Zen and the Art of Supply Chain Management


Progress doesn’t lie, and more than ever, society, industry, individual companies, and at heart even consumers and shoppers, are experiencing clear benefits from improved collaboration within the logistics of supply chain management systems. With adjust-ment and improvements in our five specialized areas of planning, development, man-ufacturing, logistics and returns, supply chains are doing better than ever, and so we want to keep our successes coming. But what can we do to prepare for the future?

To better serve the needs of existing and future consumers, the forces and trends for supply chain management point to a combination of variables. The main external fac-tors shaping our industry for the next ten years are largely beyond our control, but must absolutely be considered in order to be best prepared for the inevitable curve balls that are part of the joys and sorrows of SCM. Here are some of the main outside factors to watch for in the the years ahead.

Radio Frequency Identification and other forms of wireless data transfer mean that keeping an eye on how this effects commerce collaboration will be elemental in forg-ing future success. Moore’s Law and the continued “information blow-up” continues to be mostly accurate, in that technology’s progress is reaching speeds never before seen, along with consumers and shoppers keeping pace on their various gadgets and networks.

With great power comes great responsibility, as they say, and as change moves faster and faster, expect new rules and new adherences to be a part of the regulations by lo-cal, national and international government and other bodies at various levels of sup-ply chain system management. For instance, a big part of the new integrated seamless infrastructure will involve changes in labour laws to permit infrastructure to be run at full steam but with less wear and tear on the environment, part of the growing fo-cus on corporate social responsibility. If you are aware of these laws and regulatory changes, you will be able to follow suit and stay current.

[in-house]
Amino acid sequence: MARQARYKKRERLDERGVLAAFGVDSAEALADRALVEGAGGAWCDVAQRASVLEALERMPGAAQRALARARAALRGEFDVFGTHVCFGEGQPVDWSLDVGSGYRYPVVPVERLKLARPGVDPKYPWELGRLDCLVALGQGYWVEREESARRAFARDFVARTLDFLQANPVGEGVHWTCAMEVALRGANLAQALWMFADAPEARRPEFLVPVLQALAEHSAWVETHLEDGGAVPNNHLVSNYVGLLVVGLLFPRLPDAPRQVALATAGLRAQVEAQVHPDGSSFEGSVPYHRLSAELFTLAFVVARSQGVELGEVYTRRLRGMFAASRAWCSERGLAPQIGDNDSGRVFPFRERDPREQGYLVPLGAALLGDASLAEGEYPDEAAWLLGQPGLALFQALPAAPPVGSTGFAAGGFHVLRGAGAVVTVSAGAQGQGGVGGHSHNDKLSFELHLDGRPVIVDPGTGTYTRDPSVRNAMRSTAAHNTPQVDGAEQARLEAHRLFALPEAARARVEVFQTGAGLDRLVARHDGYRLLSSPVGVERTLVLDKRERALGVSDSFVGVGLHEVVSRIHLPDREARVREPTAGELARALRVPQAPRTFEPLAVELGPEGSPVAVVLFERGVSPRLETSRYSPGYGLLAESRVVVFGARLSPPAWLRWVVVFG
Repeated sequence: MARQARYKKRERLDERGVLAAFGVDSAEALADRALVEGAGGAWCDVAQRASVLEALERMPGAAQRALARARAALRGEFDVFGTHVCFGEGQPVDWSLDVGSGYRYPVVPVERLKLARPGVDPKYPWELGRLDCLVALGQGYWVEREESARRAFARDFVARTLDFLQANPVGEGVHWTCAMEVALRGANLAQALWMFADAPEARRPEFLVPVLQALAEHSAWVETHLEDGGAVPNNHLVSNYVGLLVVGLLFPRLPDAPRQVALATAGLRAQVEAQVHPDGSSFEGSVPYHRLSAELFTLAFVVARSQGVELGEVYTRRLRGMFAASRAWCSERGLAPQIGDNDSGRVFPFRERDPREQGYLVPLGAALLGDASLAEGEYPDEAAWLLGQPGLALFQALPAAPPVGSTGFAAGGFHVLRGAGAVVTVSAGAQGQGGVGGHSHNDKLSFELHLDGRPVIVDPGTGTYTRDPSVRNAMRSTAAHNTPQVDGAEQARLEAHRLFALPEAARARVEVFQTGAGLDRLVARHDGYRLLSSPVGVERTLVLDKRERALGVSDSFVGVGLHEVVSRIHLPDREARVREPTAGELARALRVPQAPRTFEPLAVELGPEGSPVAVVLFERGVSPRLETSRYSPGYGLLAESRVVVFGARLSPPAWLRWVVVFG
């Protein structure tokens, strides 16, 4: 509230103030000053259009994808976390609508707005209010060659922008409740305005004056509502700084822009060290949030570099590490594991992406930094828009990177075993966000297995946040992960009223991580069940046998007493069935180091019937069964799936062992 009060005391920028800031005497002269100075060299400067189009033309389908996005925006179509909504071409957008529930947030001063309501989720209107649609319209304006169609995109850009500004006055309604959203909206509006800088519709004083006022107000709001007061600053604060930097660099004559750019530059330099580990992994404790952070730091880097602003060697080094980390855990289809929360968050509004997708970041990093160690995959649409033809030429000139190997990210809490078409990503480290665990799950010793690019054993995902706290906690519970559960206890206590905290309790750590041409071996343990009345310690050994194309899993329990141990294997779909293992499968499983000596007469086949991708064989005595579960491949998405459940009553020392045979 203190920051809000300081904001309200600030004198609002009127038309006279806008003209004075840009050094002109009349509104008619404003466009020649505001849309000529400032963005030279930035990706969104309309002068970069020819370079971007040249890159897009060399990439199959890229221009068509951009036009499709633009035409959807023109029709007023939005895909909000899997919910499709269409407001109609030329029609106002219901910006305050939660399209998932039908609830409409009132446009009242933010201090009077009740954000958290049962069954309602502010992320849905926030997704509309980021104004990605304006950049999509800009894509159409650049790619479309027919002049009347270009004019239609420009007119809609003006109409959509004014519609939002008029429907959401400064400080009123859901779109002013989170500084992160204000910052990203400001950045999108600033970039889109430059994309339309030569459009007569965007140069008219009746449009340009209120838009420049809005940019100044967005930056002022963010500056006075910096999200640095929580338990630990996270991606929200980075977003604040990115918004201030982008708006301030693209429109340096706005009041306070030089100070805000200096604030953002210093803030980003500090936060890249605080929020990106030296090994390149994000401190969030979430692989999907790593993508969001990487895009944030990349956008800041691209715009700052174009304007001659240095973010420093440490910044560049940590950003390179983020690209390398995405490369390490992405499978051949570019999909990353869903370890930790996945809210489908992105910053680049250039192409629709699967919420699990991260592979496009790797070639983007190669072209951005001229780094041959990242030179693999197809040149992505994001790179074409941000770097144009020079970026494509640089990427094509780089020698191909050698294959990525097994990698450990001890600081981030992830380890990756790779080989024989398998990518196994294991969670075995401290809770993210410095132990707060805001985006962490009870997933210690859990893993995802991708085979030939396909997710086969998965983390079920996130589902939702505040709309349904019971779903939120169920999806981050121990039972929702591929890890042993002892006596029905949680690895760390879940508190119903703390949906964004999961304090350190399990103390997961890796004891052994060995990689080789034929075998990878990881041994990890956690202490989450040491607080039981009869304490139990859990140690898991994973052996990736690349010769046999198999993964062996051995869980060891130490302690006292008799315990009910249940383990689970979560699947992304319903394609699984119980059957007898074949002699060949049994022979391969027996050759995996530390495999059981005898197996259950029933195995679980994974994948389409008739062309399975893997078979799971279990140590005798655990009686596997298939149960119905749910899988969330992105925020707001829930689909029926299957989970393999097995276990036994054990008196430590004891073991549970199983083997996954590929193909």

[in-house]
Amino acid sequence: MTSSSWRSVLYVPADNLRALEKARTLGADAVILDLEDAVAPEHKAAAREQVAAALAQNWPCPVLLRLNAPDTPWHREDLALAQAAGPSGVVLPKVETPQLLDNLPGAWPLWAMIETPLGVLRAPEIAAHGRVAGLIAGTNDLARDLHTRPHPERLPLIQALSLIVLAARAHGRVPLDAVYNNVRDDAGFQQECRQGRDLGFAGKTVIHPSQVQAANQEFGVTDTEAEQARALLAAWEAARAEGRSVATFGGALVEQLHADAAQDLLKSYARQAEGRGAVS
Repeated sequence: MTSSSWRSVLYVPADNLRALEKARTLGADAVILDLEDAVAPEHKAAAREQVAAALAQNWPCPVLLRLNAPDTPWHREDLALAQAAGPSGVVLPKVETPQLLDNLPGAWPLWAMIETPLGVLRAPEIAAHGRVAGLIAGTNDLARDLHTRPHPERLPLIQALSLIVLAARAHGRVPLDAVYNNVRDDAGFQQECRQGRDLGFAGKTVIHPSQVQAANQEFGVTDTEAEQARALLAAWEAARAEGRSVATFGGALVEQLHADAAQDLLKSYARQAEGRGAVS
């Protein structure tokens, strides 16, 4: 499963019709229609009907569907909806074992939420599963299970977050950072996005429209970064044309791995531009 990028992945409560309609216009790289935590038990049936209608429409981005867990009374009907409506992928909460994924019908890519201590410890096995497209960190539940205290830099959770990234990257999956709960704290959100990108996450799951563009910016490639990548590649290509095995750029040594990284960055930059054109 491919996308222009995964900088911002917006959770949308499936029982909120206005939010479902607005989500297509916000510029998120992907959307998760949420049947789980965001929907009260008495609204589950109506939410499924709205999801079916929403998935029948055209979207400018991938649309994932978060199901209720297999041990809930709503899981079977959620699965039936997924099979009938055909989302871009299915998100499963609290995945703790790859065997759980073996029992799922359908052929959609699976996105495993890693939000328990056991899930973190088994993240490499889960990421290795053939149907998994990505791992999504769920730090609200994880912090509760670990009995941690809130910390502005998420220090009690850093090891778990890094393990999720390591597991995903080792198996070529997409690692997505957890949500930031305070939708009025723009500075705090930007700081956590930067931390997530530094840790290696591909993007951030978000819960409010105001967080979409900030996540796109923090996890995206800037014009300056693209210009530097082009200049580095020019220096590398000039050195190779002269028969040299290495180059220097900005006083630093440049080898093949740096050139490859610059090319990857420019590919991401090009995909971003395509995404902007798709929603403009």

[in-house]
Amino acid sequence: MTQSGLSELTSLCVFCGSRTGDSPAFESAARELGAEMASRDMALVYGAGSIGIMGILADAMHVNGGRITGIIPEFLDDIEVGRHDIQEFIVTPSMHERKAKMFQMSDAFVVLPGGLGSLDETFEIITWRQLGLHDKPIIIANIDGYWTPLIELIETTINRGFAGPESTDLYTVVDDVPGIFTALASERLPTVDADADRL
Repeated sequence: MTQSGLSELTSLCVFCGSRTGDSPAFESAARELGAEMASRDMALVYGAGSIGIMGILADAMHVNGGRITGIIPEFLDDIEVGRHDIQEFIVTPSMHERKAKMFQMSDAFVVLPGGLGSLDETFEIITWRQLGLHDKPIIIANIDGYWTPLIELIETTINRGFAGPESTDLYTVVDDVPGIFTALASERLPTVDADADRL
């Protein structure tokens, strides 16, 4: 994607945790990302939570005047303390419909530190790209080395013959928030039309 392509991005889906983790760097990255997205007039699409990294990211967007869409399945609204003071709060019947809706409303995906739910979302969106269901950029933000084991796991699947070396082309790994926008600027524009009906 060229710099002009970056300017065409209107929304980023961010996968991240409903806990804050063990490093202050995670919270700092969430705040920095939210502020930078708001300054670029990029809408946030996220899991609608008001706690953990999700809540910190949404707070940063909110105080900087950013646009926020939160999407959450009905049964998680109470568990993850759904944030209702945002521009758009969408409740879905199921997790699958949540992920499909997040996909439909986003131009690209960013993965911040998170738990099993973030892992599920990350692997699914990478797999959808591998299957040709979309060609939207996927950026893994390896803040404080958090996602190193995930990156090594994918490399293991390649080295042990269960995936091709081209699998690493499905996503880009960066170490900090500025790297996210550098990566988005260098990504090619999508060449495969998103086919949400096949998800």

Africa, Brazil, China, India, Korea and Russia are the rising markets, all expected to take giant strides in growth in the coming years. The middle class is rapidly expanding in these countries and regions. Transformation and reorganization of local and global resourcing will bring new economic balance, but there is also the potential for protec-tionist country policies. Finally, the fight for natural resources and the trend of sustainability is a huge con-sideration for international supply chain management that cannot be ignored. Staying in the loop and making efforts to operate in an ecologically responsible manner is paramount to future survival. Meeting the challenges set in place by political initia-tives to come up with sustainable solutions by 2020 will make you a leader in the field.

Prioritizing these trends and taking steps toward collaborative action to find out what value means to the customers of tomorrow will help you today. Adapt with coming changes and your supply chain management operations will soar with success.

Charlie Alsmiller

Throughout his career, Charlie Alsmiller has focused on customer problems in difficult industries such as Energy and Telecommunications. Prior to starting Appterra in 2005, Alsmiller was VP of Global Operations for Allegro Development, a leading provider of software for the energy sector. He has also served as president of OmniSpace Technologies, a leading SaaS provider that he founded in 1999. He spent over 10 years in the consulting world with Price Waterhouse and Deloitte Consulting, where he participated in a wide variety of projects for very high profile clients. Mr. Alsmiller holds a BBA from Baylor University in Management and Information Systems and a MBA from the University of Dallas in International Business. Specialties: Technology ventures, Enterprise Software, Contract Negotiation, International Operations, Private Equity, Product Management, Strategic Alliances, Software Implementation, Software Development

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